We're going to construct combinational logic circuits that perform binary addition. The first question you should ask when adding binary numbers, given all the time we've spent talking about representation is "what representation are we talking about"?

Clearly the choice of representation is going to affect how we perform the addition. Certain representations allow us to add in the way we add base ten numbers. So, initially, we assume UB representation.

First, let's consider adding two 3-bit UB numbers.
**
**

1 1 0 + 0 1 1 -----------

Most of add numbers right to left. We start at the rightmost column (the least signifcant bit) and work our way to the left.

**
**

1 1 0 + 0 1 1 ----------- 1

As we add, we may need to carry. We add 0 to 1. What should we carry? You might answer "Nothing". Technically, you don't have to carry anything. However, hardware isn't so simple. In general, once you decide there is an output (such as carry), you need to generate that output all the time. Thus, we need to find a reasonable carry, even when there's "no need" to carry.

In this case, a reasonable carry is to carry a 0, into the next column, and then add that column.

**
**

0 1 1 0 + 0 1 1 ----------- 0 1

This time, when we add the middle column, we get **0 + 1 + 1**
which sums to 0, with a carry of 1.

**
**

1 0 1 1 0 + 0 1 1 ----------- (1) 0 0 1

The final (leftmost) column adds **1 + 1 + 0**, which sums to 0,
and also generates a carry. We put the carry in parentheses on the
left.

Typically, when we perform an addition of two **k-bit** numbers,
we expect the answer to be **k-bits**. If the numbers are represented
in UB, the result *can* be **k+1** bits. To handle that case,
we have a carry bit (the one written in parentheses above).

It makes some sense to design a circuit that adds in "columns". To begin, let's consider adding the rightmost column. We're adding two bits. So, the adder we want to create should have two inputs bits. It generates a sum bit for that column, plus a carry. So there should be two bits of output.

This device is called a **half-adder**. I have no idea why,
except that it can't really be used to (easily) build **k-bit** adders.

- Data inputs: 2 (call them
**x**and**y**) - Outputs: 2 (call them
**s**, for sum, and**c**, for carry)

Here's a truth table for half adders.

Row | x |
y |
c |
s |

0 | 0 | 0 | 0 |
0 |

1 | 0 | 1 | 0 |
1 |

2 | 1 | 0 | 0 |
1 |

3 | 1 | 1 | 1 |
0 |

Let's see what's happening. Look at row 3. We add **x + y = 1 + 1**.
This has a sum of 0, and a carry of 1.

We use the same technique as before. Identify rows with 1, and
create a minterm. This doesn't always produce a minimal expression,
but at least it produces an expression without too much work.
**
**

c = xy s = \xy + x\y = x XOR y

In this circuit above, you see an AND_{2} gate and an
XOR_{2} gate.

**
**

1 0 1 1 0 + 0 1 1 ----------- (1) 0 0 1

you see that you add three bits. Half adders only add two bits.

We need a circuit that can add three bits. That circuit
is called a *full adder*.

Here are the characteristics of a full adder.

- Data inputs: 3 (call them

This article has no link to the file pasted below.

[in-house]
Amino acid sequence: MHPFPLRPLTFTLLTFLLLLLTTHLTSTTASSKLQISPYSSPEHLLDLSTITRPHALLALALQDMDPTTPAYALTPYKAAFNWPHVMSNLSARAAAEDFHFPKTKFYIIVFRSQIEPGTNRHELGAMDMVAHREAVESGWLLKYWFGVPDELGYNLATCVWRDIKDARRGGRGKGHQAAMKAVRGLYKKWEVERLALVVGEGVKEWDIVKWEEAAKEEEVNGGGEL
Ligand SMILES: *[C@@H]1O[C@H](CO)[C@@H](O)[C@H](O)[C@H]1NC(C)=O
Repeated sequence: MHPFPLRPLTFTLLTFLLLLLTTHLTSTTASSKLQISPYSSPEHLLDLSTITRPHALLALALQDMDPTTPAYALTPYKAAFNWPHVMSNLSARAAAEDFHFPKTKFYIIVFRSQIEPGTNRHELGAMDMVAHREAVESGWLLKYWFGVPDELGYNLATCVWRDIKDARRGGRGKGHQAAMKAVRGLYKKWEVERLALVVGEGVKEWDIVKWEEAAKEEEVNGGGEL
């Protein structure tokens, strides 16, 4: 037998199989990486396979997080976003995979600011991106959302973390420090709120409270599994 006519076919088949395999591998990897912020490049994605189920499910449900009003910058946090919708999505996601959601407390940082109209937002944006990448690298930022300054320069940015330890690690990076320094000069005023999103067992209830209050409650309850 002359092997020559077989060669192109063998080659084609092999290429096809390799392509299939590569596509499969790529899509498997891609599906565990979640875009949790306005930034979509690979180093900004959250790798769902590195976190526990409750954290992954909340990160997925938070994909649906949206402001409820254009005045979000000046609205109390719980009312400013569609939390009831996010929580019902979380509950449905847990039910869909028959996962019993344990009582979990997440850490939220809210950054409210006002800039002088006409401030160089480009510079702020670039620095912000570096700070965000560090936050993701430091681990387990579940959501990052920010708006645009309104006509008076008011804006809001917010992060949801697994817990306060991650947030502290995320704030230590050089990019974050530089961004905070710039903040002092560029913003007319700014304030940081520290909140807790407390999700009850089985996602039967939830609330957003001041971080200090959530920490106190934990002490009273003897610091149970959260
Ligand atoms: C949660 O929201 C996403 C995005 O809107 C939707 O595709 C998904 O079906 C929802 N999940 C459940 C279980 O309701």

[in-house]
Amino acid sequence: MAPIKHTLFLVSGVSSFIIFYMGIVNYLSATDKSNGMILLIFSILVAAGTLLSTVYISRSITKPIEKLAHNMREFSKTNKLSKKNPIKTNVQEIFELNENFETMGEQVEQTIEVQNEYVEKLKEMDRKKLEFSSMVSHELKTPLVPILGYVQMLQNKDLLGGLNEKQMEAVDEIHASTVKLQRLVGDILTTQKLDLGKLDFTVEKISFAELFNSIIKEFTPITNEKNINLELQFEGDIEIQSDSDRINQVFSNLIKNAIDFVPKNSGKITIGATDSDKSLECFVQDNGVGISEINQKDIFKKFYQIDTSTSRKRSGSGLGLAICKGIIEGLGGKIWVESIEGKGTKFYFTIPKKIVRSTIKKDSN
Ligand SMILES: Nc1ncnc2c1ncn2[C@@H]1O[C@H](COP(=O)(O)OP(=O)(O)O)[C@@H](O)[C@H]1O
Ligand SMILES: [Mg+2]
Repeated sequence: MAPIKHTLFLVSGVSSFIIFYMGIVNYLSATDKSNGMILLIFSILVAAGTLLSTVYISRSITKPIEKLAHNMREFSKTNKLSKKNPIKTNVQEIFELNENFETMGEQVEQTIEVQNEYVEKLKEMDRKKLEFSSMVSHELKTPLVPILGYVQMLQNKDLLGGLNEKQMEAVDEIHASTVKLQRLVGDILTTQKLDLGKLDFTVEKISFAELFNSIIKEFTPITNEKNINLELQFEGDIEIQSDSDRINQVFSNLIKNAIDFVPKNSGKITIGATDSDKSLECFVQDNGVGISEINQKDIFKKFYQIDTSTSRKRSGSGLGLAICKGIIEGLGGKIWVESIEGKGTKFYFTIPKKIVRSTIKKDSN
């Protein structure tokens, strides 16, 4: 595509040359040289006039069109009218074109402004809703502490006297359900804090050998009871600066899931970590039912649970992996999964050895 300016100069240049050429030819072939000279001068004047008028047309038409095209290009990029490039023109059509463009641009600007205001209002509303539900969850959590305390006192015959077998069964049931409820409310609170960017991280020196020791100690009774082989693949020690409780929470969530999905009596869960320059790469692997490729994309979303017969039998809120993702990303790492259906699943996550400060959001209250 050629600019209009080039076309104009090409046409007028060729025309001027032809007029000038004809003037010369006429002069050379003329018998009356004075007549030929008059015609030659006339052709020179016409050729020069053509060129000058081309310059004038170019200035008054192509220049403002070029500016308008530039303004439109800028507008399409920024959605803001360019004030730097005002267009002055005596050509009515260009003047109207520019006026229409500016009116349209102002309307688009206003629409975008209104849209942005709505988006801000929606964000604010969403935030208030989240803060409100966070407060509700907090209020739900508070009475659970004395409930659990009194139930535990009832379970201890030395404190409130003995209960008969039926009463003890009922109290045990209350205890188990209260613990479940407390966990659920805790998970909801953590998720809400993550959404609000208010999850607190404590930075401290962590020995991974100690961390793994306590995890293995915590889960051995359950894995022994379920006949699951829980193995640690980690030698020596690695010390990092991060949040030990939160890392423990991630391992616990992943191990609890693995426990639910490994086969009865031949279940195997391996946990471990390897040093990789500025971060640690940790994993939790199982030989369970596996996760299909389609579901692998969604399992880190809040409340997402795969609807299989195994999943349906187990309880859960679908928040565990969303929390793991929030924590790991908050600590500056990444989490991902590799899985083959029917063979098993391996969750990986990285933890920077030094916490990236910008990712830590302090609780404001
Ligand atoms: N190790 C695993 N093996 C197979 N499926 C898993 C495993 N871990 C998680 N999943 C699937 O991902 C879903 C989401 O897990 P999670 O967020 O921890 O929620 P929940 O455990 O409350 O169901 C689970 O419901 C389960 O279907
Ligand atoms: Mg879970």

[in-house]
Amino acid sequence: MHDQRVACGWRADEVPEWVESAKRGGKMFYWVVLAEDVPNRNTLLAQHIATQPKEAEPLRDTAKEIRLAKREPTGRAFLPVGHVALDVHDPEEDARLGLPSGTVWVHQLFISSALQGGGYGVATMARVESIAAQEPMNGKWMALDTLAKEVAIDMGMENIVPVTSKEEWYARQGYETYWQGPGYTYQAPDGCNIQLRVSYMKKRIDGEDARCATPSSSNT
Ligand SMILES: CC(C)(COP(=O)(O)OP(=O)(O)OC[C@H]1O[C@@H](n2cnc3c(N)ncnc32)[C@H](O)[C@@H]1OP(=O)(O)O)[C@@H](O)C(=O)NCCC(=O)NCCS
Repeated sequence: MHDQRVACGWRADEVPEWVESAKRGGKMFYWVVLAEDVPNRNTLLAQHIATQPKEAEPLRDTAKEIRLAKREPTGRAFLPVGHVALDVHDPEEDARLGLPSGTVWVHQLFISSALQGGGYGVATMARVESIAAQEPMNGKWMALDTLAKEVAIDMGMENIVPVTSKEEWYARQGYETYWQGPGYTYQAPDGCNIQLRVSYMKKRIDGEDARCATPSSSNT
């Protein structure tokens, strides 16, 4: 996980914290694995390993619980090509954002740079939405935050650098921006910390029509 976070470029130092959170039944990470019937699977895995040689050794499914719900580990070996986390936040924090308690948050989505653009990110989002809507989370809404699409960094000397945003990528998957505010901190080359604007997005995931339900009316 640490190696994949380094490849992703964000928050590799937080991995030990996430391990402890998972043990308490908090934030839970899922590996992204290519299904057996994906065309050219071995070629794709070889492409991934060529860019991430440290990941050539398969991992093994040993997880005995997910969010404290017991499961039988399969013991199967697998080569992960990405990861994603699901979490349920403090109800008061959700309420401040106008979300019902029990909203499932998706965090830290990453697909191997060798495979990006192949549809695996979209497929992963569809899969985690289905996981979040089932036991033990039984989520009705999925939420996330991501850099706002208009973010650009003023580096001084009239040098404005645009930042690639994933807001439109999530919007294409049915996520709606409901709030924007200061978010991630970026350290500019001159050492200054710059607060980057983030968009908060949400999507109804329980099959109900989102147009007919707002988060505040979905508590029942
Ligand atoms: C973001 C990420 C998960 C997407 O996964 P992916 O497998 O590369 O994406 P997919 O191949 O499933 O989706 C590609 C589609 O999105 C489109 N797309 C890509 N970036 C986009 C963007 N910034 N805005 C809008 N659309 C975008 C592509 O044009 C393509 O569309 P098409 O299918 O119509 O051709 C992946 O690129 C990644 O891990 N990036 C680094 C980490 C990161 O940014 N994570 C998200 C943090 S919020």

**x**,**y**, and**c**, for carry in)_{in} - Outputs: 2 (call them
**s**, for sum, and**c**, for carry out)_{out}

Notice we now need to make a distinction whether the carry is an
input (**c _{in}**) or an output (

Here's a truth table for full adders.

Row | x |
y |
c _{in} |
c _{out} |
s |

0 | 0 | 0 | 0 | 0 |
0 |

1 | 0 | 0 | 1 | 0 |
1 |

2 | 0 | 1 | 0 | 0 |
1 |

3 | 0 | 1 | 1 | 1 |
0 |

4 | 1 | 0 | 0 | 0 |
1 |

5 | 1 | 0 | 1 | 1 |
0 |

6 | 1 | 1 | 0 | 1 |
0 |

7 | 1 | 1 | 1 | 1 |
1 |

A ripple carry adder allows you to add two k-bit numbers. We use the half adders and full adders and add them a column at a time.

Let's put the adder together one step at a time.

Let's say the delay is **T** units of time.

Suppose you want to implement an **n-bit** ripple carry adder.
How much total delay is there?

Since an **n-bit** ripple carry adder consists of **n**
adders, there will be a delay of **nT**. This is **O(n)**
delay.

Why is there this much delay? After all, aren't the adders working in parallel?

While the adders are working in parallel, the carrys must "ripple"
their way from the least significant bit and work their way to the
most significant bit. It takes **T** units for the carry out
of the rightmost column to make it as input to the adder in the
next to rightmost column.

Thus, the carries slow down the circuit, making the addition linear with the number of bits in the adder.

This is not a big problem, usually, because hardware adders are fixed in size. They add, say, 32 bits at a time. There's no way to make an adder add an arbitrary number of bits. It can be done in software, not in hardware. In effect, this is what makes hardware "hard". It's not flexible to change.

Even though there are a fixed number of bits to add in an adder, there are ways to make the adder add more quickly (at least, by a constant).

Carry lookahead adders add much faster than ripple carry adders. They do so by making some observations about carries. We will look at this at a later set of notes.

Or we could also assume the representation is 2C. This is the
advantage of using 2C for signed representation. The same hardware
that adds UB can be used to add 2C (although the conditions for overflow
are *not* the same for UB as 2C).

- Half adders add two bits.
- Full adders add three bits.
- Ripple carry adders use half adders and full adders to add two
**n-bit**numbers represented in either UB or 2C. - Ripple carry adders have O(n) delay. Even though the adders
can add
**x**and_{i}**y**in parallel (for all_{i}**i**between 0 and**n-1**, inclusive), the delay is due to the carry "rippling" from the rightmost adder to the leftmost. - There are adders that can add faster than
**O(n)**, by using more hardware (see Carry Lookahead Adders).